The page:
The improvement in the information management capability in ARCHICAD 22 comes from the ability to include user-defined expressions in the Property Manager to calculate new values for element properties based on its existing properties. An example is shown in Figure 10, where the building with the hand-drawn façade from Figure 7 needs to be evaluated for natural lighting. The Property Manager shows several properties that are calculated by expressions. These expressions, in turn, can be defined using other properties of the element, mathematical formulas, logical operations, etc. The expressions can also include text, as shown in the example, where the “Evaluation result” property performs a calculation and then displays a text message based on the calculation. If you now create a schedule that includes the “Evaluation result” property for the building, the expression will be calculated for each room and the corresponding text will be displayed based on the result of the calculation.

Figure 10. Creating an expression to calculate the result of a property, which is then automatically calculated and displayed in the schedule which includes that property.

Additional Enhancements

Along with the major enhancements supporting its “BIM Inside and Out” theme, ARCHICAD 22 has many additional improvements related to performance and productivity. Continued improvements to its multi-processing capabilities have increased the responsiveness of the application, with smoother navigation for all model views, including 2D and 3D, even in large and complex projects. Generation of complex element fills, cut- and cover surfaces are "GPU-accelerated" (performed by the computer graphics processing unit) and therefore faster. There is also some use of machine learning in the background processing—it anticipates future user actions and prepares for them in the background, offering further improvements in overall responsiveness.

On the productivity front, there are several design, documentation and collaboration workflow improvements. The rule-based Stair and Railing tools introduced in ARCHICAD 21 have been enhanced so that you now visualize and use stair headroom for collision detection (Figure 11) and model sloped railings and railing panels more accurately. There are new connection types for stairs of different types. In addition, there are now country-specific representation standards for stairs to improve their documentation.

Figure 11. The new ability to visualize the headroom of a stair and use it for collision detection.

The bi-directional integration with Rhino-Grasshopper, in addition to working with the new façade design elements, has been enhanced with a "De-Constructor" function that allows you to use a reversed data workflow and channel ARCHICAD element data to the Rhino-Grasshopper platform (Figure 12). As a result, architects can perform design optimization and validation using the vast set of Grasshopper and Rhino extensions.

Figure 12. Deconstructing an ARCHICAD project to send element data to Rhino-Grasshopper.

For documentation, the new façade design capabilities have been matched with the ability to create customizable, scale-sensitive representation of the façade elements at any level of detail. Schedules can be created that provide very accurate lists of all details of the created panels, frames, mullions, and even accessories of a façade. Another key documentation enhancement is the ability to create custom graphical labels with any combination of drawing primitives (lines, arcs, polylines, etc.) and text blocks (including element-related Autotexts).

Additional improvements include automatic element reservation in ARCHICAD’s Teamwork collaboration module, improved IFC import export, and high-resolution support on Windows 10.

Conclusions

ARCHICAD continues to have a “wow” factor in every release and for ARCHICAD 22, it is undoubtedly the revamped Curtain Wall tool, which has been so dramatically improved from previous versions that it seems brand-new even though it is not. Not only does it make façade design a lot easier, it also makes it much more fun, which is significant because in this age of BIM and VDC, the fun factor in practicing architecture seems to have all but disappeared. Thus, while the revamped Curtain Wall tool is a far cry from the rule-based Stair and Railing tools of ARCHICAD 21 from a technology perspective—it is (very) clever engineering but not “smart” in the sense of being driven by rules and standards—it goes a long way towards strengthening ARCHICAD’s positioning as being, first and foremost, a tool for architectural design that can nurture the creativity which attracts architects to the profession in the first place.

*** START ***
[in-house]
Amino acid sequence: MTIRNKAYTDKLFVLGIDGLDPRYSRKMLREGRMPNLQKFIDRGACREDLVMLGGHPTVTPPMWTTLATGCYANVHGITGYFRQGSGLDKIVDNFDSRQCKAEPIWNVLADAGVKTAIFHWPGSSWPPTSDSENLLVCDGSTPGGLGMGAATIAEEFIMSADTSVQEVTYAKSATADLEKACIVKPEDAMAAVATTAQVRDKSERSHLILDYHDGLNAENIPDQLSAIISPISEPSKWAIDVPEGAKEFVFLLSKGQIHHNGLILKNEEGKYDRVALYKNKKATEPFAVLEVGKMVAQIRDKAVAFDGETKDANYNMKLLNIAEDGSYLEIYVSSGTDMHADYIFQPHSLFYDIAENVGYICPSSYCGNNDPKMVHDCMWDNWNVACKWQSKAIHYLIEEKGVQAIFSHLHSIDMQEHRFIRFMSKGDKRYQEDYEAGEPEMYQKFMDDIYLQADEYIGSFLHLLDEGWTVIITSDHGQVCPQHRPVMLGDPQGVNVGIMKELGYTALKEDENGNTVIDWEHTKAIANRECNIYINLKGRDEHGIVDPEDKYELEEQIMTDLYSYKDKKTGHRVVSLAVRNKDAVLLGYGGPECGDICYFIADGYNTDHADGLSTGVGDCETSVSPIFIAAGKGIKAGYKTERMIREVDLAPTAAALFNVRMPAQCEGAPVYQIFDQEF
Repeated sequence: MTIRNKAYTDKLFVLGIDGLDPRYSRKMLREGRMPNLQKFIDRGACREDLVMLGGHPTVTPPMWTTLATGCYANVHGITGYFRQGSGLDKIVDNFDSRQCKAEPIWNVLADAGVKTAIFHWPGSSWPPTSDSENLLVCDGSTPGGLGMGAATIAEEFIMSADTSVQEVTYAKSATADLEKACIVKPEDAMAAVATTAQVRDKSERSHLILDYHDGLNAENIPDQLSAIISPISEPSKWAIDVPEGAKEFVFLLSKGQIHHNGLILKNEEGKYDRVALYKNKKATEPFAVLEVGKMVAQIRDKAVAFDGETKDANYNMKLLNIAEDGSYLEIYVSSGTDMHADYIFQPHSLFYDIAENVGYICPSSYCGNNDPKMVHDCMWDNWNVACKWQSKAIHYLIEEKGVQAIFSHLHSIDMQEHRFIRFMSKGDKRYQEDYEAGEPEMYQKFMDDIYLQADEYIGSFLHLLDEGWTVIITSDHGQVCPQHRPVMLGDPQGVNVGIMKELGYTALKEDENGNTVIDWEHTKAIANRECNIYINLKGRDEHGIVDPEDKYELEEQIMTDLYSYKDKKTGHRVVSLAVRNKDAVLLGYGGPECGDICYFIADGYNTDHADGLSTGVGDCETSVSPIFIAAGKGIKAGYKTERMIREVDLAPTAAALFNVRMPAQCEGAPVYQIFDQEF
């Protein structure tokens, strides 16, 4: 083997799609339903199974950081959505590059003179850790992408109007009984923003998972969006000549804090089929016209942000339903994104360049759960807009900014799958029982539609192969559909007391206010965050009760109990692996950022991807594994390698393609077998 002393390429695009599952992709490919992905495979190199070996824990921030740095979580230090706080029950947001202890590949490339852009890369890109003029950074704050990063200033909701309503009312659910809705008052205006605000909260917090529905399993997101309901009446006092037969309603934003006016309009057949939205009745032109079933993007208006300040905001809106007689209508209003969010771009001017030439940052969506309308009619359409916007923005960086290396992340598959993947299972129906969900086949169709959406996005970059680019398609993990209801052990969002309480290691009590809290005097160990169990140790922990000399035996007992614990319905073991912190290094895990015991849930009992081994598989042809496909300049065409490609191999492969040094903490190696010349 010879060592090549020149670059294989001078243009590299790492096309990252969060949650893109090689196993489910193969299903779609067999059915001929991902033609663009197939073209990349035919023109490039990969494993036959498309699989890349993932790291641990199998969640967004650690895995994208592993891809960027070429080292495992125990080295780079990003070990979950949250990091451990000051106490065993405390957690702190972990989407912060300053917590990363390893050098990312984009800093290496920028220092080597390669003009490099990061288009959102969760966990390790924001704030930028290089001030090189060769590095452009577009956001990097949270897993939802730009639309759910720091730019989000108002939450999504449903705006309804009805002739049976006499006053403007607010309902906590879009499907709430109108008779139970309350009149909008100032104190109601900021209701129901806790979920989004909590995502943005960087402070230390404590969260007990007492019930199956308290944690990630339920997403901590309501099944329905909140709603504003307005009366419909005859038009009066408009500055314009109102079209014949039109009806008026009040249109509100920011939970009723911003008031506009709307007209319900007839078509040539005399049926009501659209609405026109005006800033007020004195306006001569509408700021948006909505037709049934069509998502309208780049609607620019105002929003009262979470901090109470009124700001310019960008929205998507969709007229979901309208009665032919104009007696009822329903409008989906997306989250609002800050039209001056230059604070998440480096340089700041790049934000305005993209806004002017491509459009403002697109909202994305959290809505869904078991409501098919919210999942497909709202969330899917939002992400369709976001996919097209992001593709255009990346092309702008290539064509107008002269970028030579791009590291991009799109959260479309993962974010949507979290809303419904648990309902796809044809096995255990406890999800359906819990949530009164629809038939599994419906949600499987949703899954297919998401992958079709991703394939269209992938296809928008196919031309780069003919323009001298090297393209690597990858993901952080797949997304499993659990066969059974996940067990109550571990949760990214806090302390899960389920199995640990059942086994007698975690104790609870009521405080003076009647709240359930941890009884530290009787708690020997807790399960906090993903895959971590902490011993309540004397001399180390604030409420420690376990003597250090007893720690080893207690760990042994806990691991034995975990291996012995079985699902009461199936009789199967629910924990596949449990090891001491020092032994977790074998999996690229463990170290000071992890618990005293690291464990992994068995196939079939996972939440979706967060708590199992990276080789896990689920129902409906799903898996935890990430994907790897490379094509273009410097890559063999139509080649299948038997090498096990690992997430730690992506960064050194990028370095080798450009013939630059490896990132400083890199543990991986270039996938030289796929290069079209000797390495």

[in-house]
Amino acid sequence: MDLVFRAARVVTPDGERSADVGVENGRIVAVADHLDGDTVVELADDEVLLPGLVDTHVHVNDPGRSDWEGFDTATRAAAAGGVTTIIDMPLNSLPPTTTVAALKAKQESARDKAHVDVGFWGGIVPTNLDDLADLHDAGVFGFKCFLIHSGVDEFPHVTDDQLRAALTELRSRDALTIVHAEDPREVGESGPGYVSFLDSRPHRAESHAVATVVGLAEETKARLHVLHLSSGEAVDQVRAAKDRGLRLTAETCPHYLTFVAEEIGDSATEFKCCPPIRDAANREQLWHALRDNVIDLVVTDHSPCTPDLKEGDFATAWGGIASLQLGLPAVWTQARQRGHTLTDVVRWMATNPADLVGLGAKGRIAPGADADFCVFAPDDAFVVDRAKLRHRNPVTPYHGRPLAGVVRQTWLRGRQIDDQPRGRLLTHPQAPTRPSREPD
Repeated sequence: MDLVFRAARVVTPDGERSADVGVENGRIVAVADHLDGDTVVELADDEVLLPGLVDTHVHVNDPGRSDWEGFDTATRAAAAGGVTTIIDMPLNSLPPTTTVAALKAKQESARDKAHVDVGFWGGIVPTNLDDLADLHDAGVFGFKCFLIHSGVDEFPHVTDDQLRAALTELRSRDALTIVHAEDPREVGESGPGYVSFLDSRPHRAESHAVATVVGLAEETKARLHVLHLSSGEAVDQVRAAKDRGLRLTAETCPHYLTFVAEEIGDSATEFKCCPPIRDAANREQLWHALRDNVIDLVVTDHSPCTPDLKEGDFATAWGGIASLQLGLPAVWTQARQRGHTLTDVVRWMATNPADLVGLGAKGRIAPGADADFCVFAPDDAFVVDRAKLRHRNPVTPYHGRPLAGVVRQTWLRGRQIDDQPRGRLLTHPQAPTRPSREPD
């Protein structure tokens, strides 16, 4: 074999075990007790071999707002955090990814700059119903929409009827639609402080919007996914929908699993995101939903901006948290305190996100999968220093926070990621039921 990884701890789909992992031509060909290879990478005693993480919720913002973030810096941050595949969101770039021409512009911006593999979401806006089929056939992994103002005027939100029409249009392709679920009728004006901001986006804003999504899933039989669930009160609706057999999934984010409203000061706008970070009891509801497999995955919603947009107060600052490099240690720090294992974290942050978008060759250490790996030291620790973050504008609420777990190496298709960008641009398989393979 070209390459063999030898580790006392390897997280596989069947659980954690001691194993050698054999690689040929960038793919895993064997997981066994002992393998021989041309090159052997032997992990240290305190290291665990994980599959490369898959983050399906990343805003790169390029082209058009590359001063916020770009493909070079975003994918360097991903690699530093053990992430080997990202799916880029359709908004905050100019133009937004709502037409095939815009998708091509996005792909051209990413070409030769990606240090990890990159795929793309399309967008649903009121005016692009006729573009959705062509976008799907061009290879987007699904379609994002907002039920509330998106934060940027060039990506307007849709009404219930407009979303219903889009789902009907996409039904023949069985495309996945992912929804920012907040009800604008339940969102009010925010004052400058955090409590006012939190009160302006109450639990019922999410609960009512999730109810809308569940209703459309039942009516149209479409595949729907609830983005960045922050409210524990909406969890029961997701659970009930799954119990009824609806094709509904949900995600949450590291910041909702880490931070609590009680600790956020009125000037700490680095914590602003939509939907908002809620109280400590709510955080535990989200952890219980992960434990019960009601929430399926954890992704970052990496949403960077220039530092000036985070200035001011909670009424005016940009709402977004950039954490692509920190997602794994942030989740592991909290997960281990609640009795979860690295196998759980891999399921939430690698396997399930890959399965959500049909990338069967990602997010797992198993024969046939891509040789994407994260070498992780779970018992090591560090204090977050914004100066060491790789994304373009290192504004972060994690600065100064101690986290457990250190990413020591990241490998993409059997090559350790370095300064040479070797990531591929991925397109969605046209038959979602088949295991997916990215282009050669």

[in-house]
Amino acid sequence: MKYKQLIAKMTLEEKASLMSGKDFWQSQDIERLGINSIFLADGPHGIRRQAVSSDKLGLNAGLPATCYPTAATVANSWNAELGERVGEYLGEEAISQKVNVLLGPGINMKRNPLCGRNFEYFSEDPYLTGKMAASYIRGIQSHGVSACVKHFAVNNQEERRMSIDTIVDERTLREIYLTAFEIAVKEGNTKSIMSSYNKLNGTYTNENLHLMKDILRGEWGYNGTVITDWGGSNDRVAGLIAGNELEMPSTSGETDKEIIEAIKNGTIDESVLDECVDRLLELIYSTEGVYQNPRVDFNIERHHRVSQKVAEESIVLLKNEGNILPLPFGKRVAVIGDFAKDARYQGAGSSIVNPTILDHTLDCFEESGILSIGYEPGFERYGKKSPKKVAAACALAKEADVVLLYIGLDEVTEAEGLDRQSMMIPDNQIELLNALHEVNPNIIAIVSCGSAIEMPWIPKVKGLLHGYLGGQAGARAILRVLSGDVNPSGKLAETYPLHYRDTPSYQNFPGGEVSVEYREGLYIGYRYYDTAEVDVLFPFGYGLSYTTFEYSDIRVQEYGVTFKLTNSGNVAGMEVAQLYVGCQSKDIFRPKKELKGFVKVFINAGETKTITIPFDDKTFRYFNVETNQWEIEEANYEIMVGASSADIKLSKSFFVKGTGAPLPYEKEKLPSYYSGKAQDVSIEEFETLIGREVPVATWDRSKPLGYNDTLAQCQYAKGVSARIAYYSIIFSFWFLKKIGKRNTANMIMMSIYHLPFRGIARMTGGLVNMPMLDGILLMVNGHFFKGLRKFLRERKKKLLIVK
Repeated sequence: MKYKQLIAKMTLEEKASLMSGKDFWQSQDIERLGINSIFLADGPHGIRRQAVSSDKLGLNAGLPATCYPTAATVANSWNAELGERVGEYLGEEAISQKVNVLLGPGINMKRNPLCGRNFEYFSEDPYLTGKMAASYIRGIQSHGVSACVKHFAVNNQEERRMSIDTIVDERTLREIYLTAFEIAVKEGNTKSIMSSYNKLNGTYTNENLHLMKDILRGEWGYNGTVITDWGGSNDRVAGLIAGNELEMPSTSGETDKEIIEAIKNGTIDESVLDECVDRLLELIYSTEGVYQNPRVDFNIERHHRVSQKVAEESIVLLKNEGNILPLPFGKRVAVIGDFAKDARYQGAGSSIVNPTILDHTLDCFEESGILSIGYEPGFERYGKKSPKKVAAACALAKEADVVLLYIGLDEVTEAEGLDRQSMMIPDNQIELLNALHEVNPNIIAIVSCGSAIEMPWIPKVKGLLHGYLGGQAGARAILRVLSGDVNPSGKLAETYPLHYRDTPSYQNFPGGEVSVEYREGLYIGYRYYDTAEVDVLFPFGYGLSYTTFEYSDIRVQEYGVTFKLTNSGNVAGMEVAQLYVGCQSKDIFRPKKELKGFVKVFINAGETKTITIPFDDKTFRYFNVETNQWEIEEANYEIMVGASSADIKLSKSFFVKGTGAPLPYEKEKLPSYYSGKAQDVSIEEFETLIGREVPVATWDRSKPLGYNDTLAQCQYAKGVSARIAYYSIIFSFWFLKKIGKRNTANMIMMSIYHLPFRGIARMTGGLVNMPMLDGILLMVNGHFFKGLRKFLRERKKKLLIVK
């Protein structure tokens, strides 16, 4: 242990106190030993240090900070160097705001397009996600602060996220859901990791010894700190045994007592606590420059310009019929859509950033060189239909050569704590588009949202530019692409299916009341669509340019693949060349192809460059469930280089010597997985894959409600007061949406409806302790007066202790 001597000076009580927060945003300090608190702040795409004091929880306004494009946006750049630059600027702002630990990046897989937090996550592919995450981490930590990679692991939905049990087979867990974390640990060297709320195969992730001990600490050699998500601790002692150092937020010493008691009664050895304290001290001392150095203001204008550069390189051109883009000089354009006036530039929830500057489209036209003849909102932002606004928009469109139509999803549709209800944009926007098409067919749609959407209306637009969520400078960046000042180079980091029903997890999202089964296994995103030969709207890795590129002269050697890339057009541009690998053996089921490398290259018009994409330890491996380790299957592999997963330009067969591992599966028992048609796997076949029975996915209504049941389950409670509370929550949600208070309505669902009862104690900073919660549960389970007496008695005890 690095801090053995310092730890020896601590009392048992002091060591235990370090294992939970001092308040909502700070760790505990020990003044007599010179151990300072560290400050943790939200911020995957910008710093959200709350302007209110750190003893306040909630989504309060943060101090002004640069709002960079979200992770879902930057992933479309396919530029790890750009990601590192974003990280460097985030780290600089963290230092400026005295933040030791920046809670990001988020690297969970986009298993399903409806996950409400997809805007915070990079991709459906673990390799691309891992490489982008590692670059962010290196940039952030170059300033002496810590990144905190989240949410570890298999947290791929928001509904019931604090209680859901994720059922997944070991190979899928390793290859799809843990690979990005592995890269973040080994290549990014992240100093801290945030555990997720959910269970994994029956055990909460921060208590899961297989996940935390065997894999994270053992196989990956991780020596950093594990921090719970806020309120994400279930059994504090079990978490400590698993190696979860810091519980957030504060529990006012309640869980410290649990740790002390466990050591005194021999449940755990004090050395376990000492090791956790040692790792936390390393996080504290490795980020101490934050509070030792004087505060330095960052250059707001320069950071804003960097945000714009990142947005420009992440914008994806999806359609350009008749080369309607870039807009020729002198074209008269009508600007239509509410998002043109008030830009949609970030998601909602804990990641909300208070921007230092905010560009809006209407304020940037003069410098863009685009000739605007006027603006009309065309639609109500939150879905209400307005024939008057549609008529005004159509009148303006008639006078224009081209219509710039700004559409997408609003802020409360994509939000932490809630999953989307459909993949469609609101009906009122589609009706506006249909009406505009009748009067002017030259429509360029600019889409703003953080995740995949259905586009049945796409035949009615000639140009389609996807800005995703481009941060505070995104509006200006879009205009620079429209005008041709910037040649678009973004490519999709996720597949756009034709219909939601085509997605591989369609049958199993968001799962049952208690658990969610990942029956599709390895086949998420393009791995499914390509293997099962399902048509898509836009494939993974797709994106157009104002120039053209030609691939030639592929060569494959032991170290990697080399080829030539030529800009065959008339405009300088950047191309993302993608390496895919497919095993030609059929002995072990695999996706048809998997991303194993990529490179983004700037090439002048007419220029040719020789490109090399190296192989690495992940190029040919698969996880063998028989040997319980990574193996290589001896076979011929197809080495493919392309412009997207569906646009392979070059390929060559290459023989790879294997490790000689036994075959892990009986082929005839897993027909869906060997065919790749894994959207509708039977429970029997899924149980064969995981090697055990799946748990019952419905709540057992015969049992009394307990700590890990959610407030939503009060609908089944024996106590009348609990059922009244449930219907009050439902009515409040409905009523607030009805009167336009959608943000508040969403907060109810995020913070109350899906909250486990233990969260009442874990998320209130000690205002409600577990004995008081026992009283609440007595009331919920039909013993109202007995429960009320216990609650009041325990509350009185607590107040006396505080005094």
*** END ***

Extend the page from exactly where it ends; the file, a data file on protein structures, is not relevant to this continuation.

About the Author

Lachmi Khemlani is founder and editor of AECbytes. She has a Ph.D. in Architecture from UC Berkeley, specializing in intelligent building modeling, and consults and writes on AEC technology. She can be reached at lachmi@aecbytes.com.


AECbytes content should not be reproduced on any other website, blog, print publication, or newsletter without permission.

Related Archive Articles

  • A detailed look at the new version of ArchiCAD, which features dramatically improved built-in visualization with a brand new rendering engine, CineRender from Maxon, and additional improvements for modeling, documentation, collaboration, and interoperability.
  • A look at how GRAPHISOFT's new BIMcloud is different from the BIM Server technology that was introduced in 2009 in ArchiCAD 13, the problems it was developed to solve, how it can support collaboration by the extended design team, its deployment options, and additional capabilities.
  • A comprehensive look at GRAPHISOFT's new BIMx Docs app, which includes the sophisticated and intuitive 3D model navigation capabilities of its predecessor, BIMx, and extends the scope of the viewing and navigation to 2D content as well, enabling all the models as well as the accompanying 2D drawings of a BIM project to be accessed and explored from a handheld device.
  • Commonly viewed as GRAPHISOFT's answer to SketchUp, the Morph Tool is a fairly new addition to ArchiCAD that can be used to create freeform elements. It is also a powerful early design tool for massing studies and for creating custom objects. This tutorial shows how it works and how it can be used to create a custom shape in ArchiCAD.
  • A Building Information Model is built on an integrated 3D database. This tutorial by ArchiCAD expert Tom Simmons examine ways that you can use this database to assign properties to building elements and generate a material takeoff in ArchiCAD.